WHERE IS THE LINE DRAWN BETWEEN A HEALTHY EGO AND PRIDE?
The words pride and ego are so close in importance that occasionally it becomes hard to the point of disparity between them.
Peter is meticulous in every conceivable way. Everything he does is approached with a great work ethic and a desire to achieve only the best results. He has been named Employee of the Year 3 years in a row. He takes great pride in his work, but lately everyone can agree it has been getting to his head. He talks down on everyone, and does not take feedback positively.
When someone does something that is well appreciated, they take pride in it. They feel proud to be associated with the results they have achieved, and rightly so. However, if they begin to interpret the appreciation for the work as something only they can achieve, then, the matter subtly moves from pride in their work, to a negative form of self-admiration or even self-adoration.
So, what is wrong with a little self-admiration, especially if it emanates from being associated with near perfection? Isn’t it rightly earned? No one can argue with the feeling one gets when they seem to do everything right. The celebrity who churns out hit song after hit song, or one blockbuster movie after the other, the mother whose children are best behaved, academic achievers in a respected school or a pro footballer who has been named most valuable player several years in a row. No one can argue with results. Seize the moment, celebrate it to the utmost.
However, when the focus shifts from the results, to the doer, the ground becomes shifty. People do not mind acknowledging the results but seem to have a problem, when the person behind the results wants to be treated like a god. And herein lies the conundrum.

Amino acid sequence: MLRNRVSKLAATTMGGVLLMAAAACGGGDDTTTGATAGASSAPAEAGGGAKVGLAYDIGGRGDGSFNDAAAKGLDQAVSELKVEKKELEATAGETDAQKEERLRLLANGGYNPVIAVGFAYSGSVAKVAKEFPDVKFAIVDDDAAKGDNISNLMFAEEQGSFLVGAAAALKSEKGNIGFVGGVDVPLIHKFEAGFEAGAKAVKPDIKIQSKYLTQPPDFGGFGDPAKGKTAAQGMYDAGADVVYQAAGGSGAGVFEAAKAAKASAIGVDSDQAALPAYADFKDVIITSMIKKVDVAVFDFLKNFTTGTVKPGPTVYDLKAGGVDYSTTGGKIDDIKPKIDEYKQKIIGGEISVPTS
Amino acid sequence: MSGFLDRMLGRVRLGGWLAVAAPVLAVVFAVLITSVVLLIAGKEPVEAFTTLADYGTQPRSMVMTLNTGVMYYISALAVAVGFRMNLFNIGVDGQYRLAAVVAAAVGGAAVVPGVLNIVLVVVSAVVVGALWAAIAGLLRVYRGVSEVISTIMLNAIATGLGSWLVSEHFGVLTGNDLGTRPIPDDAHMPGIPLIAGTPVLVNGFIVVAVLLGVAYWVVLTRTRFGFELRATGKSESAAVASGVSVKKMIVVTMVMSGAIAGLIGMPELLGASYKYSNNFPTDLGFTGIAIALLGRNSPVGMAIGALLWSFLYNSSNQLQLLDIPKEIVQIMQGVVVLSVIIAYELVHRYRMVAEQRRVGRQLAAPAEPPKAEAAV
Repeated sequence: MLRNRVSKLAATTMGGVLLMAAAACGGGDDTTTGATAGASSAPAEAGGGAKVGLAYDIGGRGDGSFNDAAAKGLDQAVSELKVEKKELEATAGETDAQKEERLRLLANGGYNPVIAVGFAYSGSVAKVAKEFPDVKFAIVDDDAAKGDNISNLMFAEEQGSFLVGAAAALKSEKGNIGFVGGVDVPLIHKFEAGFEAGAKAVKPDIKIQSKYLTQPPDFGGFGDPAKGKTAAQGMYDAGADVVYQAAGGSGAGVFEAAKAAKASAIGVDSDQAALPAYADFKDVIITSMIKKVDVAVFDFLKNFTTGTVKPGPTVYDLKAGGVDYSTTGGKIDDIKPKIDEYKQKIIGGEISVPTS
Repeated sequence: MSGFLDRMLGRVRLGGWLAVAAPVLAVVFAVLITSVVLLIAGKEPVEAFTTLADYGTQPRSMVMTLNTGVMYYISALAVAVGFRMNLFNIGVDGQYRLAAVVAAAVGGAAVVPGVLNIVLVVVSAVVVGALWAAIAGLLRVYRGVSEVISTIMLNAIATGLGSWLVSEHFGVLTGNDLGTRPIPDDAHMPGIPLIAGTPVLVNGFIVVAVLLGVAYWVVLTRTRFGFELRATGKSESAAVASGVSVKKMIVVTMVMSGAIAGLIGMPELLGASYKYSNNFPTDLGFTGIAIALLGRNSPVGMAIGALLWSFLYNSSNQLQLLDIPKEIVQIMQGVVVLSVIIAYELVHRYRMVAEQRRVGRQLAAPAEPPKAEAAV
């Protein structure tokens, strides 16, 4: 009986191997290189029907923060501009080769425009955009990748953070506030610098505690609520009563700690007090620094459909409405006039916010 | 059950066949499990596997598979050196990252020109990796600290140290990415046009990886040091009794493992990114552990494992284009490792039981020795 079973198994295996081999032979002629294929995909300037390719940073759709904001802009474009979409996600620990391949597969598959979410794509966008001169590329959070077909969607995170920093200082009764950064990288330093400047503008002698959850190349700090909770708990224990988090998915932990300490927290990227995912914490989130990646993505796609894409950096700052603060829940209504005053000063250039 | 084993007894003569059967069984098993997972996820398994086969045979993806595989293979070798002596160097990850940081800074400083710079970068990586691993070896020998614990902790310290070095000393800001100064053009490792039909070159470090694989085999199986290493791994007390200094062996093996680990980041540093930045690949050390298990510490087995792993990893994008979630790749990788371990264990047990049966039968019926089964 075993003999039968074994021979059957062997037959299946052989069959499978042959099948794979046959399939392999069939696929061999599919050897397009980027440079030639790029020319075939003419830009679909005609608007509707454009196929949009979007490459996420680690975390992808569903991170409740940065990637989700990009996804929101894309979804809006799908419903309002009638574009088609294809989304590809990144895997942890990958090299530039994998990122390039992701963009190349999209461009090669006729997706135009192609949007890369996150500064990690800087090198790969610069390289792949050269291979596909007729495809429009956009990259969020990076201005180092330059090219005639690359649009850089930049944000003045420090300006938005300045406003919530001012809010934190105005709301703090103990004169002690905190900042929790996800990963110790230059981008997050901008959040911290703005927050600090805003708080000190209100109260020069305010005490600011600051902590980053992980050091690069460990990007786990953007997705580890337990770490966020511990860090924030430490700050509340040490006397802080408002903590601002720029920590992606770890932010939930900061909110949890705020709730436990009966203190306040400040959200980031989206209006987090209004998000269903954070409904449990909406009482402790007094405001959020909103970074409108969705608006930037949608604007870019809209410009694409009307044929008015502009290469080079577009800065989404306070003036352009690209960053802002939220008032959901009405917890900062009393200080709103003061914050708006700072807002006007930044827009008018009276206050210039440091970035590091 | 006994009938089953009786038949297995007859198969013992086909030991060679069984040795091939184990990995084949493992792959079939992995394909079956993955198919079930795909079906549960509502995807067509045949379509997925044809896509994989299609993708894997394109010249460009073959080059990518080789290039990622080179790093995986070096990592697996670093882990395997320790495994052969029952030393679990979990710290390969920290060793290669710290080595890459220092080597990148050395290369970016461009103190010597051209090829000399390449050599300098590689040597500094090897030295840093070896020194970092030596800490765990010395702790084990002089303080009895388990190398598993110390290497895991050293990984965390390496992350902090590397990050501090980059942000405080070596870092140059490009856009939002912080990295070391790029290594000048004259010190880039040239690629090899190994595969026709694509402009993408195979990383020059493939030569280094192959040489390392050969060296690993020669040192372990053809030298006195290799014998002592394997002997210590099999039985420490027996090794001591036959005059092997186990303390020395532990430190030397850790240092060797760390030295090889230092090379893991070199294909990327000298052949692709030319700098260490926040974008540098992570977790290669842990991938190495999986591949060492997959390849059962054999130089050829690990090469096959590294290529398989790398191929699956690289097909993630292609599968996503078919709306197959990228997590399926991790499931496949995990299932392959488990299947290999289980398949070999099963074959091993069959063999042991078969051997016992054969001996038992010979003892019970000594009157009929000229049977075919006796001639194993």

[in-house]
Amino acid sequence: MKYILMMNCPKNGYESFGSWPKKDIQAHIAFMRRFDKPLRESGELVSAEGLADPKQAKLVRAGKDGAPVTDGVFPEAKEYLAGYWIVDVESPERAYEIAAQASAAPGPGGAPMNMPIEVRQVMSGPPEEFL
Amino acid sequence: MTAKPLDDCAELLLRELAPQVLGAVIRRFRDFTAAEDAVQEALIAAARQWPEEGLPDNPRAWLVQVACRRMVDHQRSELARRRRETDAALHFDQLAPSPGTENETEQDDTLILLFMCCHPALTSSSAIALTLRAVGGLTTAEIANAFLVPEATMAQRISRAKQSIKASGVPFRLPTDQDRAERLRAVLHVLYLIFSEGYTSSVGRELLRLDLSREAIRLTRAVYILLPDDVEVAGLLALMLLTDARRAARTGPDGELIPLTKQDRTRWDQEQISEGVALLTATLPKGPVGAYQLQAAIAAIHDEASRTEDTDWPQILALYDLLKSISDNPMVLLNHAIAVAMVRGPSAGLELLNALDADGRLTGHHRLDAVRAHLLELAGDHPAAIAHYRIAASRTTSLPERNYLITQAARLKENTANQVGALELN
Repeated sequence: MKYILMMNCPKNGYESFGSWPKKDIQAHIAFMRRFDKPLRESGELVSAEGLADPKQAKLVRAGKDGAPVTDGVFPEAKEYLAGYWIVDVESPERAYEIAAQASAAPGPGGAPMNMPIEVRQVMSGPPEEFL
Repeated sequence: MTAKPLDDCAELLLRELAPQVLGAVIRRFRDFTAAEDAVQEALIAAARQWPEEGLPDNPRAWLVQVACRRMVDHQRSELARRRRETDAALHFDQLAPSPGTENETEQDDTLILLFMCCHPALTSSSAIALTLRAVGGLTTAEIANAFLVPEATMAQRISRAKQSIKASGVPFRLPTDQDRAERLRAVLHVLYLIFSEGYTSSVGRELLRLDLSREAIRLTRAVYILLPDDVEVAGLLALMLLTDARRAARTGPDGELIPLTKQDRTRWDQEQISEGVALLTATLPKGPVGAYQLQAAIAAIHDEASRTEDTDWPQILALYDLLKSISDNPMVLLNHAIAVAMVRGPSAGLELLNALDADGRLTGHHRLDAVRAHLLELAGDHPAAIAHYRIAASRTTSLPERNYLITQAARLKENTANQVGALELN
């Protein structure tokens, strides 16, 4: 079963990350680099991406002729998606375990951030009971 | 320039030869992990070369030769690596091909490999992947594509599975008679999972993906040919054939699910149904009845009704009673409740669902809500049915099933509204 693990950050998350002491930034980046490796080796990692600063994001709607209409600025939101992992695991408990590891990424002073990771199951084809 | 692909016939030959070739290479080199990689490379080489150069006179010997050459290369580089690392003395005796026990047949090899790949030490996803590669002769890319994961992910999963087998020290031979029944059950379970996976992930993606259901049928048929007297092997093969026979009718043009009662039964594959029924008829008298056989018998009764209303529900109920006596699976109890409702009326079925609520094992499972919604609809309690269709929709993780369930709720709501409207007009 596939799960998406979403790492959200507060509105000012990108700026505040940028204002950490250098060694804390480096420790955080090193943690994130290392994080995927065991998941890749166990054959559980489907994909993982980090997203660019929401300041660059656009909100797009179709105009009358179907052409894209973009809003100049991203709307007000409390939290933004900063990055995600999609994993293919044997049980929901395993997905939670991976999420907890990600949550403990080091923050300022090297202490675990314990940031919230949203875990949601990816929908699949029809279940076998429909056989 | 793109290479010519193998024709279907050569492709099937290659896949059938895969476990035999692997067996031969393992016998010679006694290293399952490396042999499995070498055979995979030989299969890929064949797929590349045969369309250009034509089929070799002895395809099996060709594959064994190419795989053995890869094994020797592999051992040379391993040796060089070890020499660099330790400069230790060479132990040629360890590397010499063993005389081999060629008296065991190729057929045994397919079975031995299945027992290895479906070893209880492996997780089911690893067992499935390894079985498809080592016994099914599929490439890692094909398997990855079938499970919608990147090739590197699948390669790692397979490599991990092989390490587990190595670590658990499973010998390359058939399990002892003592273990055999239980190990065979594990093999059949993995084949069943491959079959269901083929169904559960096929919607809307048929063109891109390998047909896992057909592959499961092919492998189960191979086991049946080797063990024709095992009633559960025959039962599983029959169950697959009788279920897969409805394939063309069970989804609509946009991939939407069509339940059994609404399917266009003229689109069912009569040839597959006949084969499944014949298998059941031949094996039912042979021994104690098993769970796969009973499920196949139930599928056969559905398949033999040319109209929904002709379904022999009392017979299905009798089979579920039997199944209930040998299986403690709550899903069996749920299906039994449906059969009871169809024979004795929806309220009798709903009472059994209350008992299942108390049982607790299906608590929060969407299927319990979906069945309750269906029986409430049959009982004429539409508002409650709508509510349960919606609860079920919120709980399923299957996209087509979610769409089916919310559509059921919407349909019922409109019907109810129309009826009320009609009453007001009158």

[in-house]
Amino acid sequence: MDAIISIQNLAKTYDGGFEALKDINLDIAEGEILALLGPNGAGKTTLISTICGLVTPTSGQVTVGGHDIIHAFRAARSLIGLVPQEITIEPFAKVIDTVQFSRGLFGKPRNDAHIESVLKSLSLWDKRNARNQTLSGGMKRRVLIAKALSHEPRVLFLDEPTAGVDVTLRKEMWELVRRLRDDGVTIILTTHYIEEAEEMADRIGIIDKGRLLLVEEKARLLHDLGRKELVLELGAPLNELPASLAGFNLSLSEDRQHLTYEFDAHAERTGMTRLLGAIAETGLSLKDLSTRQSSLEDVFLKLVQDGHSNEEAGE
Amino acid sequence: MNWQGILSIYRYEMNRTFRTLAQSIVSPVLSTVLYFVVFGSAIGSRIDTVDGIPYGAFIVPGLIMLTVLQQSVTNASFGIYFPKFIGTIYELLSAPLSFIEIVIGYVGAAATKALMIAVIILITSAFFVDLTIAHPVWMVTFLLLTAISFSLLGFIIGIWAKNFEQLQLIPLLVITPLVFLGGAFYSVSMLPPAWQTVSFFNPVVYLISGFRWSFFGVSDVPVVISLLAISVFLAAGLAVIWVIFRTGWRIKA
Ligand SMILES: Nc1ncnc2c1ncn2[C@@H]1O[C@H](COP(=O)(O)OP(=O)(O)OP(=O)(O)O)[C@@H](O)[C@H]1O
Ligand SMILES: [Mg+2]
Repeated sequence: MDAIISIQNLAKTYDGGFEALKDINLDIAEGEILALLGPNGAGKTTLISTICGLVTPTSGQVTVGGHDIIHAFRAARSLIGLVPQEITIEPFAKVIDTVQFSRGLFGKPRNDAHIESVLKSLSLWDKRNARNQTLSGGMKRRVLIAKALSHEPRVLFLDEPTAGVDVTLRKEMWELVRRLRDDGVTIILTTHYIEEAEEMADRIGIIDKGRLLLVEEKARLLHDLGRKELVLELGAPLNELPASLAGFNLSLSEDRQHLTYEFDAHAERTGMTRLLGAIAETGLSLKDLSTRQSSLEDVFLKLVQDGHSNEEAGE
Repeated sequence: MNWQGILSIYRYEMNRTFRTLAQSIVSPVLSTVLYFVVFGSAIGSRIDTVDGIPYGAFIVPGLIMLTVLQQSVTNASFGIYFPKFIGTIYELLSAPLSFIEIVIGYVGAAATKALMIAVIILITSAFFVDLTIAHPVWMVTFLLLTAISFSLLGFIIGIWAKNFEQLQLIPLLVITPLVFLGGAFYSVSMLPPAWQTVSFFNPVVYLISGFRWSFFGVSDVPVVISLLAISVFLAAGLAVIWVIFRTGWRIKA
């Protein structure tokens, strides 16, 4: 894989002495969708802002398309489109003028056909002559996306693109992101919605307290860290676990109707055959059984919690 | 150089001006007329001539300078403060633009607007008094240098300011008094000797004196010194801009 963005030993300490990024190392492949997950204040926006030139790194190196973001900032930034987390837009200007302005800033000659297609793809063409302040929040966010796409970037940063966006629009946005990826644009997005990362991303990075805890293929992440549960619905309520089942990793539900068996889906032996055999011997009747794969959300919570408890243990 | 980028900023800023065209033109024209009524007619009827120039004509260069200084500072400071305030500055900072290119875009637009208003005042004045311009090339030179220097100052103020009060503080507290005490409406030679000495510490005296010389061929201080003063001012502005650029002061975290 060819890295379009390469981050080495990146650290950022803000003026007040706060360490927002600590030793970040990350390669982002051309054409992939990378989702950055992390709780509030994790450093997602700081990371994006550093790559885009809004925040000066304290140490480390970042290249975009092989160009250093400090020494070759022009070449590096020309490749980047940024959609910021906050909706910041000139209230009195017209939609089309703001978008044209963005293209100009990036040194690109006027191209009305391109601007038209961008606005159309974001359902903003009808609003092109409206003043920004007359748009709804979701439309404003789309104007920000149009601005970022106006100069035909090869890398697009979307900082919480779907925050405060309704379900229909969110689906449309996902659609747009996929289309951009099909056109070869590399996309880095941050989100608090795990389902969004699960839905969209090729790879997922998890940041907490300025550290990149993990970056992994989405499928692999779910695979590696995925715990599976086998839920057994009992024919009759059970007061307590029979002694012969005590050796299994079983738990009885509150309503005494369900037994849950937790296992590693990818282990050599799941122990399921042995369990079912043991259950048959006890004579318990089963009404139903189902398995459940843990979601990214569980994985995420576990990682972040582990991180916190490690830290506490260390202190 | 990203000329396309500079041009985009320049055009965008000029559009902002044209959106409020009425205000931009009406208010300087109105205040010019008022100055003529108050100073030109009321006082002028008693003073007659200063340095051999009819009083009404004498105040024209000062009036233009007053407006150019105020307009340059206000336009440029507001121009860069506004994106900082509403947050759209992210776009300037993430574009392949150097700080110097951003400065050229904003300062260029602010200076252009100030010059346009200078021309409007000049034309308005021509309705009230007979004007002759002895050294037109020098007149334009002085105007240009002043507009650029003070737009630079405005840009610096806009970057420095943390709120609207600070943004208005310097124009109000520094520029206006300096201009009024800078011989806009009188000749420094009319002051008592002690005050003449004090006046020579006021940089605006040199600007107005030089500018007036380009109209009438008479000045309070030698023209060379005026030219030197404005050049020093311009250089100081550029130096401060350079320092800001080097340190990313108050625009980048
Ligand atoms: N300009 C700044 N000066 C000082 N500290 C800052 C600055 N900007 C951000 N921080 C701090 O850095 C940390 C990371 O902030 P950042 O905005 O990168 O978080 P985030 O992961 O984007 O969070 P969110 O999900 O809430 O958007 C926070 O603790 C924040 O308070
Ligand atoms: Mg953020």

In looking at the 7 deadly sins, Pride features prominently and is described as “excessive belief in one’s own abilities, that interferes with the individual recognition of the grace of God. It has been called the sin from which all others arise.” (www.deadlysins.com) Feel free to replace ‘the grace of God’ with other people’s contributions.
It is easy to see how the proud turn others from them. It is not that they do not want to share the limelight with others, it is the fact that they think they are the light.
So where do we draw the line?
- Acknowledge others
Nothing is wrong with accepting responsibility for a good job. Just realize that whether you know it or not other people contributed in a number of ways. Deflect the adoration.
- Perfection is a dream
You may have accomplished a feat others have not managed. But there is a reason why records are broken. The noise of the shattered record is a reminder that nothing is permanent. Do not peg your reputation on transient achievements. They may be great, for now, but if you live long enough greater feats will be achieved. The tungsten bulb lasted long, but LED lights have proved that nothing is permanent. Be modest about your achievements.
- Give ‘time’ time.
One time someone asked their students who Mohamed Ali was. While they meant the boxer, the list of Mohamed Ali’s given did not include him. Before you sing, ‘I am the greatest’, give ‘time’ time.
- Remember Titanic
Billed as unsinkable, the makers of Titanic said that even God could not sink it. Its good to have a healthy ego. See yourself for who you really are. Your view of the future may really be short sighted after all.
When all is said and done, the line between a Healthy ego and Pride should be drawn on the sands of time.